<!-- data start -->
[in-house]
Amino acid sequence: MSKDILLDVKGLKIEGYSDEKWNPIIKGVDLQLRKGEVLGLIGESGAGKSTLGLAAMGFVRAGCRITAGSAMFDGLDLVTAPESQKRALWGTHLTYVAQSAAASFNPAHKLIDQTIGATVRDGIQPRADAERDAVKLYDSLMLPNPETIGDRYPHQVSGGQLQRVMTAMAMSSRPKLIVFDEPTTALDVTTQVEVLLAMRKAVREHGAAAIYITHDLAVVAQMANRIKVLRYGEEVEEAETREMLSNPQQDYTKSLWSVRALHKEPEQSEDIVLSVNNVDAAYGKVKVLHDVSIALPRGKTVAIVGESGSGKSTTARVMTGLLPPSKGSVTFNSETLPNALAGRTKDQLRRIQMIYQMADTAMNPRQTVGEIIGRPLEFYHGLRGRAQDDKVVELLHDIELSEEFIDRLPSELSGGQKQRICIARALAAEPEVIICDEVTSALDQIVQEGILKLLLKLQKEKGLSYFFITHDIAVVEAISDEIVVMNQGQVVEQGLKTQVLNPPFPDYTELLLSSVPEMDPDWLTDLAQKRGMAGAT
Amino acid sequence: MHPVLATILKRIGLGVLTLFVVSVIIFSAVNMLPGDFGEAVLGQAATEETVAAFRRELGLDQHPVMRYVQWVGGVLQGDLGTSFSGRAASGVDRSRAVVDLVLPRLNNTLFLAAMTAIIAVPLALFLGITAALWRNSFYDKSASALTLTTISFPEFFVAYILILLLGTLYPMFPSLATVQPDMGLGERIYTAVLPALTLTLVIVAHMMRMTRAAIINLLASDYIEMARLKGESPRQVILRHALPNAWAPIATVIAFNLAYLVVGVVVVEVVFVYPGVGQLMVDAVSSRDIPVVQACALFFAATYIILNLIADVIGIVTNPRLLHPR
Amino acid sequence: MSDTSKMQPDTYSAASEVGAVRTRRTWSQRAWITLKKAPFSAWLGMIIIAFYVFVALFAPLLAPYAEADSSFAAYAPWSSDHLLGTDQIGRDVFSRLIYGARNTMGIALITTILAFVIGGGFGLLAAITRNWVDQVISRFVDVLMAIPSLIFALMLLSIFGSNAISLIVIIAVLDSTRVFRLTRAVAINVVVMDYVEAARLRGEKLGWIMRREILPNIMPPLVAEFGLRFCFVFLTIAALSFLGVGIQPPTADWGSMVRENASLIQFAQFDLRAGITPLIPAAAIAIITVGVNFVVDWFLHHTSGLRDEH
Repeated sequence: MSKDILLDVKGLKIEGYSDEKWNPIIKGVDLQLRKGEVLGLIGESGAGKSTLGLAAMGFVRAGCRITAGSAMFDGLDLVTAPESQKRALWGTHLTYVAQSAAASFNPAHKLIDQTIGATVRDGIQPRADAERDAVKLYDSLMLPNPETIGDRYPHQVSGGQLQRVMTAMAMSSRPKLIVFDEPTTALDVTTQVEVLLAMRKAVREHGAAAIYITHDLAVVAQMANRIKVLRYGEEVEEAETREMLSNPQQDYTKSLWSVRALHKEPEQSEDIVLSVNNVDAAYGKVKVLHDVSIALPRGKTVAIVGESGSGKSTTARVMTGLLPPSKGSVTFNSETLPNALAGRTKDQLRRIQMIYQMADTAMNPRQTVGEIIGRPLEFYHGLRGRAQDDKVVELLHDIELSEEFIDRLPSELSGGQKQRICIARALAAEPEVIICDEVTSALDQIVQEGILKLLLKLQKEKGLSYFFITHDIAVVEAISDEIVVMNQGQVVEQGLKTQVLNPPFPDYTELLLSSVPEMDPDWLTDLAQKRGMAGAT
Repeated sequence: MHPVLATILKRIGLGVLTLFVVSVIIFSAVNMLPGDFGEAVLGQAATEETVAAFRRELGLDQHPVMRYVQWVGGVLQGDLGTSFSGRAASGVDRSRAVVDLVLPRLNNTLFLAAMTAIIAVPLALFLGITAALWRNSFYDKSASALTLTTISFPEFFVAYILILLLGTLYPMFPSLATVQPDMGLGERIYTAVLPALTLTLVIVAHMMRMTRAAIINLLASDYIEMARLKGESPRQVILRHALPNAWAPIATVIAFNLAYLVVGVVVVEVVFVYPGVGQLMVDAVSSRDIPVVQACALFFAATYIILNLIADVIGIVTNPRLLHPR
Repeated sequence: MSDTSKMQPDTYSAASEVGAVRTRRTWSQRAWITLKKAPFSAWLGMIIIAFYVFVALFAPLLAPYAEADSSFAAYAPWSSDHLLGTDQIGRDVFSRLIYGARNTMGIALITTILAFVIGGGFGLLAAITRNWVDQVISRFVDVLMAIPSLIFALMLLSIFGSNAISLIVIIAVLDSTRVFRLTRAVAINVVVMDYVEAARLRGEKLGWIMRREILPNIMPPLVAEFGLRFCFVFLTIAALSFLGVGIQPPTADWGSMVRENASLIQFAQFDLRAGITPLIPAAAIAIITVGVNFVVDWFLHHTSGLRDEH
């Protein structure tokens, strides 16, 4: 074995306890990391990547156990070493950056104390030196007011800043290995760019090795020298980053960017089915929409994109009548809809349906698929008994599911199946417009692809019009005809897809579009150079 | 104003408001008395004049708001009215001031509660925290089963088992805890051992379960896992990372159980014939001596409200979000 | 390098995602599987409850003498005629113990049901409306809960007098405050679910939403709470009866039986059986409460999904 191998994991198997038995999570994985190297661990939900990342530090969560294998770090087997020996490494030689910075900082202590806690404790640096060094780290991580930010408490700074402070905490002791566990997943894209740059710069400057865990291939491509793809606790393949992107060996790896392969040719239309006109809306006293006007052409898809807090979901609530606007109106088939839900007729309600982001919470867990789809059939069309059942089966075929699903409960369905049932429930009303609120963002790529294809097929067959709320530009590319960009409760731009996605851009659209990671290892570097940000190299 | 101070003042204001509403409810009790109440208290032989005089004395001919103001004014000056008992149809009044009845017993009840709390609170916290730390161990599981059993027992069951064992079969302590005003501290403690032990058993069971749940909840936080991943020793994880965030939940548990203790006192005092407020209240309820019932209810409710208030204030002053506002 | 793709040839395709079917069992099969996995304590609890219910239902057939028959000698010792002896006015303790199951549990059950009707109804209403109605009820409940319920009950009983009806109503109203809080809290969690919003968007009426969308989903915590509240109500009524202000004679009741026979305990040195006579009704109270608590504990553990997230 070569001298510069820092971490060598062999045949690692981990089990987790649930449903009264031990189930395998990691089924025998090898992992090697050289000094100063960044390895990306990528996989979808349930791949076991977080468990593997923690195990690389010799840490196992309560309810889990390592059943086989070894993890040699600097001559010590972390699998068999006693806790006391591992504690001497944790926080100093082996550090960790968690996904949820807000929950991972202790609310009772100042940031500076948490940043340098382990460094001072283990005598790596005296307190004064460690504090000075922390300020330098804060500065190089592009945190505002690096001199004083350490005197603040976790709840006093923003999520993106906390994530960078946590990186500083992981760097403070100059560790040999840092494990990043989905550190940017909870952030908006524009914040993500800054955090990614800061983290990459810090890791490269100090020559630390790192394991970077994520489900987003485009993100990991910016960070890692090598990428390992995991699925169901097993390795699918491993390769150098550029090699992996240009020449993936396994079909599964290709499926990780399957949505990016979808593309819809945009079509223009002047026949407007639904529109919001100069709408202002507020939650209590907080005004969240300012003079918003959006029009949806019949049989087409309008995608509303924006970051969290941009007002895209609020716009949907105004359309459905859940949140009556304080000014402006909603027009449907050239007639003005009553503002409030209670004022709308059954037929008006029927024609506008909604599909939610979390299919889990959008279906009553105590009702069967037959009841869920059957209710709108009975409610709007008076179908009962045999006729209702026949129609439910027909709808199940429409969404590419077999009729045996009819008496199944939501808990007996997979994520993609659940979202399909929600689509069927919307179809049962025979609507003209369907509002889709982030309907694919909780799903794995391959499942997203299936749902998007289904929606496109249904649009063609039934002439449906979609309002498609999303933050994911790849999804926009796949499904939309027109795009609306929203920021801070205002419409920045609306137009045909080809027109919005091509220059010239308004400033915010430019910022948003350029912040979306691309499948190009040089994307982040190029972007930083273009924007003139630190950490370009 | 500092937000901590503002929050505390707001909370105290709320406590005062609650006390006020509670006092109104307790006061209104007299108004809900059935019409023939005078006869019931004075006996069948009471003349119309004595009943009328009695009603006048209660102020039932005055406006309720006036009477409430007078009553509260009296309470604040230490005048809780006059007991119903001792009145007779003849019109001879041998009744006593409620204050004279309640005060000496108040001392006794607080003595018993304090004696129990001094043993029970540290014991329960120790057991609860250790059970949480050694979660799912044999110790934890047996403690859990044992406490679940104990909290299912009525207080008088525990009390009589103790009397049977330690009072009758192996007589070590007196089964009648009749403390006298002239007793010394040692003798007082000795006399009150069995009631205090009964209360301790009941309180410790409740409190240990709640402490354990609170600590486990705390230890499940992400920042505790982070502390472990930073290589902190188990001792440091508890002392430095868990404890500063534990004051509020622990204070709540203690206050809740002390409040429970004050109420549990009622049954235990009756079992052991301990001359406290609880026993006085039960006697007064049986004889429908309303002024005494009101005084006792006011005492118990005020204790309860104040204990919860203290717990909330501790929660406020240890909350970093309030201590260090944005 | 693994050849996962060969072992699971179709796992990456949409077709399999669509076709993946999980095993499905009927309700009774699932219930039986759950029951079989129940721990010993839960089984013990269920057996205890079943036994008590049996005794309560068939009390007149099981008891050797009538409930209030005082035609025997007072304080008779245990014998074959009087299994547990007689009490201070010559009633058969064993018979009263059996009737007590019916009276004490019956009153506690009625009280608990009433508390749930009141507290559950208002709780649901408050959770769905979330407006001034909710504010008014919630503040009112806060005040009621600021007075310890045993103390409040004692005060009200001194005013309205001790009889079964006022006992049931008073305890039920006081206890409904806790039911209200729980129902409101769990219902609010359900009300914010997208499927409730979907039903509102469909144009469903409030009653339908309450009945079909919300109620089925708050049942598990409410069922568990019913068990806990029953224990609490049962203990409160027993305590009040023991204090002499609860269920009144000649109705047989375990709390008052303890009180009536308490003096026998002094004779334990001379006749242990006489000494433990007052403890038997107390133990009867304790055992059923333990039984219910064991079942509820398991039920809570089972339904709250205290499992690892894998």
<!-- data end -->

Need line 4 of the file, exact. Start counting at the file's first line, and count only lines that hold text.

Amino acid sequence: MSDTSKMQPDTYSAASEVGAVRTRRTWSQRAWITLKKAPFSAWLGMIIIAFYVFVALFAPLLAPYAEADSSFAAYAPWSSDHLLGTDQIGRDVFSRLIYGARNTMGIALITTILAFVIGGGFGLLAAITRNWVDQVISRFVDVLMAIPSLIFALMLLSIFGSNAISLIVIIAVLDSTRVFRLTRAVAINVVVMDYVEAARLRGEKLGWIMRREILPNIMPPLVAEFGLRFCFVFLTIAALSFLGVGIQPPTADWGSMVRENASLIQFAQFDLRAGITPLIPAAAIAIITVGVNFVVDWFLHHTSGLRDEH